What’s the best thing about Saturday? “Cartoons!” What’s the next best thing? “Going to the pub!” Sigh. OK, but what about the next best thing? “Er… a load of links to beer stuff on the internet?” Correct.
Smithwick’s Blonde I learned about via my ancillary hobby of peering in pub windows at what they have on tap…. Compare it, then, with its almost-twin Hop House 13. This was launched with a thumping audiovisual fanfare at a media event in St James Gate last month.
→ Chris at Crema’s Beer Odyssey took the opportunity of a trip to the US to consider the fundamental differences between US IPAs and supposedly US-style IPAs in the UK: ‘[After] sinking my first half pint of Beavertown’s uber-fresh Bloody ‘Ell on its launch day, something crystallised in my mind immediately. US IPAs are very sweet.’
→ For The Awl, Emmet Stackelberg considered the role of the 1855 Chicago beer riot in the birth of American law and order. (Via @lisagrimm.)
→ Two bits of funny which aren’t about beer, but almost could be: a tongue-in-cheek guide to launching your own artisanal gin by Andy Seach at Barfly UK; and this new food magazine:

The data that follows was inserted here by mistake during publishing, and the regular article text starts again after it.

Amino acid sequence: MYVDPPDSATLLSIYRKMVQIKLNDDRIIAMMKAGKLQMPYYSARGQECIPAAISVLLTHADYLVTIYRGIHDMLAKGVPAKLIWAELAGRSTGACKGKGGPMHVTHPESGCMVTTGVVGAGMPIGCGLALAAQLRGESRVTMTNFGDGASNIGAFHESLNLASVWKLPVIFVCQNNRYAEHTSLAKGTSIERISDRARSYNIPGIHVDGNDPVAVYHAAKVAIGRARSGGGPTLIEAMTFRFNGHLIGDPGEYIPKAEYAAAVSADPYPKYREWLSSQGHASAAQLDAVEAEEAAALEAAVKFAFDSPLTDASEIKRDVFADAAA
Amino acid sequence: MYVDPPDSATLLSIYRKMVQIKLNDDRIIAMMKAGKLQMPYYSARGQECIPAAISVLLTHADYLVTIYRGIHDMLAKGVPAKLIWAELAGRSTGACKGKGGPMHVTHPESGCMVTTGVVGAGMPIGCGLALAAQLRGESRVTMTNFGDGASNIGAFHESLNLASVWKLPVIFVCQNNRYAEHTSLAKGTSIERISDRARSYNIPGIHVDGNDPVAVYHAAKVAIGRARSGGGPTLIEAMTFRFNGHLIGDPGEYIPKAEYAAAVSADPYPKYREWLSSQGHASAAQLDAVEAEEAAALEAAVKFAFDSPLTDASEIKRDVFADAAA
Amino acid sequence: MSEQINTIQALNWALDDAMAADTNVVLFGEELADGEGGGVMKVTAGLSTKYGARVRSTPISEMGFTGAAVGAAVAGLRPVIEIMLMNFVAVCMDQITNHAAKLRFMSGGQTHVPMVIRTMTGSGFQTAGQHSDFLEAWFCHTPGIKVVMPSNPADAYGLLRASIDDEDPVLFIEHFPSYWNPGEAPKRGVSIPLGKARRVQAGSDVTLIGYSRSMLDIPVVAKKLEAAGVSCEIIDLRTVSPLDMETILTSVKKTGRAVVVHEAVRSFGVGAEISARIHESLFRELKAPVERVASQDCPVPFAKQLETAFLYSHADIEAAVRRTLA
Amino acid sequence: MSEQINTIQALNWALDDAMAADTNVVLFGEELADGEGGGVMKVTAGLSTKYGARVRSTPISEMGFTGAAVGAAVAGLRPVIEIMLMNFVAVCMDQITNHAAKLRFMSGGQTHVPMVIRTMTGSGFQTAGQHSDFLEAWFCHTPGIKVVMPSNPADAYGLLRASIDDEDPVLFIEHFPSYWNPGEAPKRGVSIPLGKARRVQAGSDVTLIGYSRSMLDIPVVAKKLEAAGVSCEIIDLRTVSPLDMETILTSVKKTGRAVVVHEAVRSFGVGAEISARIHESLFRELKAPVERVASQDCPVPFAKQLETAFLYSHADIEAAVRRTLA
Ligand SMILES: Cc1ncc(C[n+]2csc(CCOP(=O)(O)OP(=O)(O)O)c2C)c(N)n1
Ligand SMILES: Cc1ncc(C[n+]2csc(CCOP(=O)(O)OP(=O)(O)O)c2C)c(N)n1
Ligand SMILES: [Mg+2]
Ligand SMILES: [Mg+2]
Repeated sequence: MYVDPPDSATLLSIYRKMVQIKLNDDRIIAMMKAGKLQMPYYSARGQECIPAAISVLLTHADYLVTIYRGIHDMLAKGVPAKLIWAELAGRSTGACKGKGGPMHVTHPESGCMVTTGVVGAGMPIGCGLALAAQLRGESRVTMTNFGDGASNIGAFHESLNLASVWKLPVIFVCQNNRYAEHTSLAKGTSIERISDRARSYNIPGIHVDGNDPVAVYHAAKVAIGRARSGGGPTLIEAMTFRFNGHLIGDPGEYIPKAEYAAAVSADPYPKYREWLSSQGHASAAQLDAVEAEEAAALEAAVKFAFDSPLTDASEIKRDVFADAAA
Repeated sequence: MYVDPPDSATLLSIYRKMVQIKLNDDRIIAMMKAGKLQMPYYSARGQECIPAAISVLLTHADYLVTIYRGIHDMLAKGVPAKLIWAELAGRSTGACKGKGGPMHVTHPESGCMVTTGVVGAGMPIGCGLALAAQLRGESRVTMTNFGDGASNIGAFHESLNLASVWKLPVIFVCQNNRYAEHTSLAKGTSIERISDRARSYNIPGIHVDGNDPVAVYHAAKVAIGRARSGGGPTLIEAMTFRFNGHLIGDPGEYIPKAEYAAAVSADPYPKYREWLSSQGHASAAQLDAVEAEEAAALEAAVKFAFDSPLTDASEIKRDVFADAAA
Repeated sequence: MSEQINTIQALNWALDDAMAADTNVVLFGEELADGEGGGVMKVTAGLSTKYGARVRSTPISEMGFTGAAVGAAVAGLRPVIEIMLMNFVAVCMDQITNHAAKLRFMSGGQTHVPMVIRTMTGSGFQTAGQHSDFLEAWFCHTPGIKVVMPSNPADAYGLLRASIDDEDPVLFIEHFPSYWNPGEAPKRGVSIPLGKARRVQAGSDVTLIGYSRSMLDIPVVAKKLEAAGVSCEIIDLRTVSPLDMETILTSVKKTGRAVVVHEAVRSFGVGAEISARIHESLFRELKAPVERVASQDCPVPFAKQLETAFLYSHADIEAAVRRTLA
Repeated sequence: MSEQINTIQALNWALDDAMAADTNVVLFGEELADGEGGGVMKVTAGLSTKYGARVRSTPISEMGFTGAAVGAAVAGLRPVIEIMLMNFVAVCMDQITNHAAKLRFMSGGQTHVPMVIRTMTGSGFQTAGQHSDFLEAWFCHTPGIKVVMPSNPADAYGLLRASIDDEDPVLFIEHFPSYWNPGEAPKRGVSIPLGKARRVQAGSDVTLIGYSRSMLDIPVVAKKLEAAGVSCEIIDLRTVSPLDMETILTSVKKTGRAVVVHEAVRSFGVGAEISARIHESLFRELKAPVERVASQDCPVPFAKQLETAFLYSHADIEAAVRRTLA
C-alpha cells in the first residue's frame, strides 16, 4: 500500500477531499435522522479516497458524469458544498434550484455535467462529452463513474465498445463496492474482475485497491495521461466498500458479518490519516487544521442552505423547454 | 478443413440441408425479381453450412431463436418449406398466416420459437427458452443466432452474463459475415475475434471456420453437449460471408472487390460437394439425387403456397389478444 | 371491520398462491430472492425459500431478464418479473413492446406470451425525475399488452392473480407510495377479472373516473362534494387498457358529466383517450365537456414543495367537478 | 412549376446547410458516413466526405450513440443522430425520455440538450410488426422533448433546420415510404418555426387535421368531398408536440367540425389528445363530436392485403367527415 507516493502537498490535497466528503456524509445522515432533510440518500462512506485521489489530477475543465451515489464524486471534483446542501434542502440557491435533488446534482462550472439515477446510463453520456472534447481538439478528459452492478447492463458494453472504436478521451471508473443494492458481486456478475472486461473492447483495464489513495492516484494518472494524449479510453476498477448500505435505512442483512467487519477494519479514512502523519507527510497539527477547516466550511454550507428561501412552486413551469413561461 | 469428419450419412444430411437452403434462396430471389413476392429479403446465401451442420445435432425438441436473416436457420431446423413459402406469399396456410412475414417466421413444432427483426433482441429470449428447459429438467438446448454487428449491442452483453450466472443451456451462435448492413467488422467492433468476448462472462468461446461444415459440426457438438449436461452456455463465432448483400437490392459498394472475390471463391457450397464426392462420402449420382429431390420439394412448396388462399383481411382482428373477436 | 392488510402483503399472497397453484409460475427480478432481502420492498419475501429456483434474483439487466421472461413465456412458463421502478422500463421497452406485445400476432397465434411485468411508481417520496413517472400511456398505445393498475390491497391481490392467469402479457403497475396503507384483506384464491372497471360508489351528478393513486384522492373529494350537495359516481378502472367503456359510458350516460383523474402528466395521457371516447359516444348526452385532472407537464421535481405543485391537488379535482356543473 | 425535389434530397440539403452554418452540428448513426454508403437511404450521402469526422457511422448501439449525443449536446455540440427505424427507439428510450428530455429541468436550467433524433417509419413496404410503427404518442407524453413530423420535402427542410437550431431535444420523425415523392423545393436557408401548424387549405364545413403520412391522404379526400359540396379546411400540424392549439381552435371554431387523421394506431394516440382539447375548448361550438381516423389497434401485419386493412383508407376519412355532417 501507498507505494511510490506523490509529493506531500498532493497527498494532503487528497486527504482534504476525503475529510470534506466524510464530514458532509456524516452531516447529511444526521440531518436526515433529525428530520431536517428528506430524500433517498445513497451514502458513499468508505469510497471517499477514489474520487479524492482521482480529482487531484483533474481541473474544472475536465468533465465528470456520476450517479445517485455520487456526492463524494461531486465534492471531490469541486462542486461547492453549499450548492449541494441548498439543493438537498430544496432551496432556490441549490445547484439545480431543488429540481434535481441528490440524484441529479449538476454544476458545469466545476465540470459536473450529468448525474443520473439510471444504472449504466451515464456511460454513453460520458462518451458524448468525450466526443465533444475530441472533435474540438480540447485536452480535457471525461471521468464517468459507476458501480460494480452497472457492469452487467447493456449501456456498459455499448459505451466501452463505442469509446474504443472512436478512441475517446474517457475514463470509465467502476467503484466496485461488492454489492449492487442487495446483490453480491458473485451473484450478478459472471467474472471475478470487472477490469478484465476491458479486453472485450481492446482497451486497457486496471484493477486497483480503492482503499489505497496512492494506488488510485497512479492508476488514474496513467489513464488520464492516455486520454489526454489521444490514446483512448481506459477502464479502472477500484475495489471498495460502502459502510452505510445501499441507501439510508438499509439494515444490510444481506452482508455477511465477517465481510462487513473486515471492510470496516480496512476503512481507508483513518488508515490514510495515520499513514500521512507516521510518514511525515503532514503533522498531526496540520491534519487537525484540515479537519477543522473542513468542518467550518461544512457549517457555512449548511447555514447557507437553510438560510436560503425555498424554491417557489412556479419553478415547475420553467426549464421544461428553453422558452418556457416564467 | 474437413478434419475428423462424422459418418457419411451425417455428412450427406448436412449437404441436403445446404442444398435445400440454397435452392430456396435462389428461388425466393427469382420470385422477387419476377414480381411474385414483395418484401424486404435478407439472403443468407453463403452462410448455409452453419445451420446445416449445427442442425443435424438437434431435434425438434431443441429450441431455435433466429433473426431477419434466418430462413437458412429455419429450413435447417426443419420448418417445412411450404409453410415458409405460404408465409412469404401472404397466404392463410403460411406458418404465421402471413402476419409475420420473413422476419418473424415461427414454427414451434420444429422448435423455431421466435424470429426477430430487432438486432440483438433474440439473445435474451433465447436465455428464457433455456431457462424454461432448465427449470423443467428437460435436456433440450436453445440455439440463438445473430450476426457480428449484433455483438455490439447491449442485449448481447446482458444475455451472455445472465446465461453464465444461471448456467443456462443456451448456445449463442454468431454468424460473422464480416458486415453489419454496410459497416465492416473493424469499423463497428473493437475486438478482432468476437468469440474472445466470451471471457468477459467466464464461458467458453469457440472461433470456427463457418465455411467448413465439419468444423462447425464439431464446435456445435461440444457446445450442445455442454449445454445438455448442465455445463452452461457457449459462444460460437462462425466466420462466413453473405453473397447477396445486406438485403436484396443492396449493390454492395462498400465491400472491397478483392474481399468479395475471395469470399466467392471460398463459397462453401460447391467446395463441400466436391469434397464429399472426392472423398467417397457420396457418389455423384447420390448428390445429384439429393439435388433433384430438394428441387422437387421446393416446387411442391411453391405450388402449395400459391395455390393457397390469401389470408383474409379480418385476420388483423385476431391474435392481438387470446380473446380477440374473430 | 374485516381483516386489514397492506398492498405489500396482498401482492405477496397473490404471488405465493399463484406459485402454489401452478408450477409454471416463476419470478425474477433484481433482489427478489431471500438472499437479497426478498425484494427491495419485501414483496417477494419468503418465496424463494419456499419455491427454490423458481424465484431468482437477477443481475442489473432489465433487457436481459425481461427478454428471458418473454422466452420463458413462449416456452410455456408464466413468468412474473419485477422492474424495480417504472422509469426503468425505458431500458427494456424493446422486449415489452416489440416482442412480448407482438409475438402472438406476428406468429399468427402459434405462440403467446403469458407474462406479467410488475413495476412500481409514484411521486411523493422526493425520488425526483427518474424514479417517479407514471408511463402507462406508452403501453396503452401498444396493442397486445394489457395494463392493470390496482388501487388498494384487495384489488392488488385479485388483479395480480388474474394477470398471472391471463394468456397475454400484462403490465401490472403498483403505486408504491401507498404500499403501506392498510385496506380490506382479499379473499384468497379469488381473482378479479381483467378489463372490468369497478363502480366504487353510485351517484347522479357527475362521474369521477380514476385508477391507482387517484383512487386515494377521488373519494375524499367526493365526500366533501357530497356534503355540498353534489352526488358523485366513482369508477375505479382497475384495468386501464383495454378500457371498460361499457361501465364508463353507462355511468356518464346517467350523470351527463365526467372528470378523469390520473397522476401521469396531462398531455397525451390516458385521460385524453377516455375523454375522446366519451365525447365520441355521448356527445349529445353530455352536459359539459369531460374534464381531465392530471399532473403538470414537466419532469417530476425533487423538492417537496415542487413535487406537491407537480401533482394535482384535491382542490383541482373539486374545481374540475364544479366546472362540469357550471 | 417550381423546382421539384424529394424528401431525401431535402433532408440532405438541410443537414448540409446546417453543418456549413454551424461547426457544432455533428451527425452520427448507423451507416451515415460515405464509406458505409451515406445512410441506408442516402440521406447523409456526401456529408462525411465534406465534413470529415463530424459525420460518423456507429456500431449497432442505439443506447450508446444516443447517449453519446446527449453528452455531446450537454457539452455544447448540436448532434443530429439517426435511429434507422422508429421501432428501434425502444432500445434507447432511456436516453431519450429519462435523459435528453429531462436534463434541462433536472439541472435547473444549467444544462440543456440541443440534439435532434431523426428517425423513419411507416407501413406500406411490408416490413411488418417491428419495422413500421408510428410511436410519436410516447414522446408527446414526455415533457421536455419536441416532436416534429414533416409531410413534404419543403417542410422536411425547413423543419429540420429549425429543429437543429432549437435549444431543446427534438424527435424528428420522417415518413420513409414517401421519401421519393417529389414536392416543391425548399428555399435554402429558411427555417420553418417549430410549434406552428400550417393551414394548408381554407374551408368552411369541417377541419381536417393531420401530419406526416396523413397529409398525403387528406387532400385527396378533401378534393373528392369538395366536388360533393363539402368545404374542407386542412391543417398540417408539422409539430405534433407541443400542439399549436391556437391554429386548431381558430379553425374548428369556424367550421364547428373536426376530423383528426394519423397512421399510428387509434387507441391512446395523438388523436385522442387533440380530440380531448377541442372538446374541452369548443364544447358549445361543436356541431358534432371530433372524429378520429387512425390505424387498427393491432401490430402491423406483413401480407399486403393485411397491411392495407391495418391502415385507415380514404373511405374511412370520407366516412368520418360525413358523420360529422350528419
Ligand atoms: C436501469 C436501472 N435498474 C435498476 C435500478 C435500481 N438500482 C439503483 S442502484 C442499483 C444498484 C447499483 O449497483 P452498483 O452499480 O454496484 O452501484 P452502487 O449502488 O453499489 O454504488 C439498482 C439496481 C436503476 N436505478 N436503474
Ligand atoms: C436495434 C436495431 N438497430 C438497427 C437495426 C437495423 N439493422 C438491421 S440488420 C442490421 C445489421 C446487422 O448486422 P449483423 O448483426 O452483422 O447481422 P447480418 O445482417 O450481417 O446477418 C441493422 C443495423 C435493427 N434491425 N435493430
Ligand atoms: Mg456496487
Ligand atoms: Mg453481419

— Eater (@Eater) March 5, 2015
→ For Serious Eats, Mike Reis revisits classic food and beer pairings to see if they really work. (He is right to be cautious about curry and IPA.)
→ Joe Stange, author of noted beer guides to Belgium, returned to a favourite but nonetheless important topic:
Part of researching Belgian breweries is trying to sort out which ones are actual breweries and which are pretenders. That way we can tell you about them. There are all sorts of pretenders, many shades of gray. I try to stick to this: A “brewer” is someone who actually brews beer, while a “brewery” is a building with a functioning brewhouse inside.
→ Lars Marius Garshol provided a brief guide to beer in Vilnius, Lithuania which will be perfect for weekend-breakers: ‘As a very rough rule: the worse the label design, the more interesting the beer.’
→ Jennifer Bishop’s review of Mark Hailwood’s recently-published Alehouses and Good Fellowship in Early Modern England amounts to a summary of the book for the TL;DR crowd.